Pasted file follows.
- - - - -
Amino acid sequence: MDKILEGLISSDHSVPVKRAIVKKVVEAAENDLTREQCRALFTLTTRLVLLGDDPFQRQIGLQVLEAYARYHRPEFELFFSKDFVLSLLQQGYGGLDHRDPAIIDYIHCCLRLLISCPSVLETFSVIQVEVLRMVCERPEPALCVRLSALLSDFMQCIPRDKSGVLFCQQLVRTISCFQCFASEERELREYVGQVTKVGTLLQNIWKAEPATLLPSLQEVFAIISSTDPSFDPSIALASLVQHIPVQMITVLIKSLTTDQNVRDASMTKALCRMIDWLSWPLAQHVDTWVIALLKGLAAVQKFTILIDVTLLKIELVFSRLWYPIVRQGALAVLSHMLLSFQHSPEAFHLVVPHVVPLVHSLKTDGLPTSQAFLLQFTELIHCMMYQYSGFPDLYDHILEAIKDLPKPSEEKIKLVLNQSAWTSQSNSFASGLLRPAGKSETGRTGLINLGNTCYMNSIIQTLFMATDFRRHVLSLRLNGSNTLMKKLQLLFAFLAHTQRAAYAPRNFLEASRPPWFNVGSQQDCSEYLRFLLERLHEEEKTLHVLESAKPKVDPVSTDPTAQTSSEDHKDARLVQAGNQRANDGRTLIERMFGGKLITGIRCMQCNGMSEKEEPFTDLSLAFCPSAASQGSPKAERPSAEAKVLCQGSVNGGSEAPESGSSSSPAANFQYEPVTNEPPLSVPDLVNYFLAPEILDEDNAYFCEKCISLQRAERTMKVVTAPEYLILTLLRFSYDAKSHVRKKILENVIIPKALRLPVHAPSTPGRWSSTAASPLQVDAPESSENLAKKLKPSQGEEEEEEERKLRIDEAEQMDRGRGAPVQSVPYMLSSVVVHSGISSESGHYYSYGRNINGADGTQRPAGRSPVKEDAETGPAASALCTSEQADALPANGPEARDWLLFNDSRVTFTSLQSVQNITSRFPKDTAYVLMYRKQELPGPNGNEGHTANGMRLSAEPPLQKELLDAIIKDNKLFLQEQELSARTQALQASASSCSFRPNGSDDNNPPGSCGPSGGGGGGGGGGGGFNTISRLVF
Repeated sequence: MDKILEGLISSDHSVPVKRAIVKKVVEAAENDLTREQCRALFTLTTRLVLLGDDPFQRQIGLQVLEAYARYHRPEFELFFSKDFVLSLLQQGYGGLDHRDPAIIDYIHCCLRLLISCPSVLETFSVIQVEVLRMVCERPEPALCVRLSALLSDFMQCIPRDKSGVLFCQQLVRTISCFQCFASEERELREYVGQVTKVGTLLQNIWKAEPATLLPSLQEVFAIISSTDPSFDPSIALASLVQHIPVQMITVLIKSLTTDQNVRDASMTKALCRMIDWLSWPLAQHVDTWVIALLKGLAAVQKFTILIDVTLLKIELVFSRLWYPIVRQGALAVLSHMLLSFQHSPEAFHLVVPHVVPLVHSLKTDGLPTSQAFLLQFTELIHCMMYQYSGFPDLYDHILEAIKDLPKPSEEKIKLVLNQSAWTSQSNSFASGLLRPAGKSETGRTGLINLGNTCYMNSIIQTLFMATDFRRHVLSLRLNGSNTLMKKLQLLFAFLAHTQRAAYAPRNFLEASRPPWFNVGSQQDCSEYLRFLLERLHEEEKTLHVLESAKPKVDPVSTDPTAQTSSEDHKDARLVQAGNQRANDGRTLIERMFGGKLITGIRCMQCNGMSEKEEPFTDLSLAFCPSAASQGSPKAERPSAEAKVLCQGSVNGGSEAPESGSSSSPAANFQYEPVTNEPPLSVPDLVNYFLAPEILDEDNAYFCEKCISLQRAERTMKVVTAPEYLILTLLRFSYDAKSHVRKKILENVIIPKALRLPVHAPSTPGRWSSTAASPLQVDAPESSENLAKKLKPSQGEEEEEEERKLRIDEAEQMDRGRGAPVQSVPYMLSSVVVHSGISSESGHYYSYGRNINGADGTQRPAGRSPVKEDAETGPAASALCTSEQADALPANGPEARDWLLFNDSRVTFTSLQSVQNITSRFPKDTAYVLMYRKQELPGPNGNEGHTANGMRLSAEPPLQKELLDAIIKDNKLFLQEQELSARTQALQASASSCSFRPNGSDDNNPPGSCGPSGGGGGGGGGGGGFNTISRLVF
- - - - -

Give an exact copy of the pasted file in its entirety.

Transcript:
Amino acid sequence: MDKILEGLISSDHSVPVKRAIVKKVVEAAENDLTREQCRALFTLTTRLVLLGDDPFQRQIGLQVLEAYARYHRPEFELFFSKDFVLSLLQQGYGGLDHRDPAIIDYIHCCLRLLISCPSVLETFSVIQVEVLRMVCERPEPALCVRLSALLSDFMQCIPRDKSGVLFCQQLVRTISCFQCFASEERELREYVGQVTKVGTLLQNIWKAEPATLLPSLQEVFAIISSTDPSFDPSIALASLVQHIPVQMITVLIKSLTTDQNVRDASMTKALCRMIDWLSWPLAQHVDTWVIALLKGLAAVQKFTILIDVTLLKIELVFSRLWYPIVRQGALAVLSHMLLSFQHSPEAFHLVVPHVVPLVHSLKTDGLPTSQAFLLQFTELIHCMMYQYSGFPDLYDHILEAIKDLPKPSEEKIKLVLNQSAWTSQSNSFASGLLRPAGKSETGRTGLINLGNTCYMNSIIQTLFMATDFRRHVLSLRLNGSNTLMKKLQLLFAFLAHTQRAAYAPRNFLEASRPPWFNVGSQQDCSEYLRFLLERLHEEEKTLHVLESAKPKVDPVSTDPTAQTSSEDHKDARLVQAGNQRANDGRTLIERMFGGKLITGIRCMQCNGMSEKEEPFTDLSLAFCPSAASQGSPKAERPSAEAKVLCQGSVNGGSEAPESGSSSSPAANFQYEPVTNEPPLSVPDLVNYFLAPEILDEDNAYFCEKCISLQRAERTMKVVTAPEYLILTLLRFSYDAKSHVRKKILENVIIPKALRLPVHAPSTPGRWSSTAASPLQVDAPESSENLAKKLKPSQGEEEEEEERKLRIDEAEQMDRGRGAPVQSVPYMLSSVVVHSGISSESGHYYSYGRNINGADGTQRPAGRSPVKEDAETGPAASALCTSEQADALPANGPEARDWLLFNDSRVTFTSLQSVQNITSRFPKDTAYVLMYRKQELPGPNGNEGHTANGMRLSAEPPLQKELLDAIIKDNKLFLQEQELSARTQALQASASSCSFRPNGSDDNNPPGSCGPSGGGGGGGGGGGGFNTISRLVF
Repeated sequence: MDKILEGLISSDHSVPVKRAIVKKVVEAAENDLTREQCRALFTLTTRLVLLGDDPFQRQIGLQVLEAYARYHRPEFELFFSKDFVLSLLQQGYGGLDHRDPAIIDYIHCCLRLLISCPSVLETFSVIQVEVLRMVCERPEPALCVRLSALLSDFMQCIPRDKSGVLFCQQLVRTISCFQCFASEERELREYVGQVTKVGTLLQNIWKAEPATLLPSLQEVFAIISSTDPSFDPSIALASLVQHIPVQMITVLIKSLTTDQNVRDASMTKALCRMIDWLSWPLAQHVDTWVIALLKGLAAVQKFTILIDVTLLKIELVFSRLWYPIVRQGALAVLSHMLLSFQHSPEAFHLVVPHVVPLVHSLKTDGLPTSQAFLLQFTELIHCMMYQYSGFPDLYDHILEAIKDLPKPSEEKIKLVLNQSAWTSQSNSFASGLLRPAGKSETGRTGLINLGNTCYMNSIIQTLFMATDFRRHVLSLRLNGSNTLMKKLQLLFAFLAHTQRAAYAPRNFLEASRPPWFNVGSQQDCSEYLRFLLERLHEEEKTLHVLESAKPKVDPVSTDPTAQTSSEDHKDARLVQAGNQRANDGRTLIERMFGGKLITGIRCMQCNGMSEKEEPFTDLSLAFCPSAASQGSPKAERPSAEAKVLCQGSVNGGSEAPESGSSSSPAANFQYEPVTNEPPLSVPDLVNYFLAPEILDEDNAYFCEKCISLQRAERTMKVVTAPEYLILTLLRFSYDAKSHVRKKILENVIIPKALRLPVHAPSTPGRWSSTAASPLQVDAPESSENLAKKLKPSQGEEEEEEERKLRIDEAEQMDRGRGAPVQSVPYMLSSVVVHSGISSESGHYYSYGRNINGADGTQRPAGRSPVKEDAETGPAASALCTSEQADALPANGPEARDWLLFNDSRVTFTSLQSVQNITSRFPKDTAYVLMYRKQELPGPNGNEGHTANGMRLSAEPPLQKELLDAIIKDNKLFLQEQELSARTQALQASASSCSFRPNGSDDNNPPGSCGPSGGGGGGGGGGGGFNTISRLVF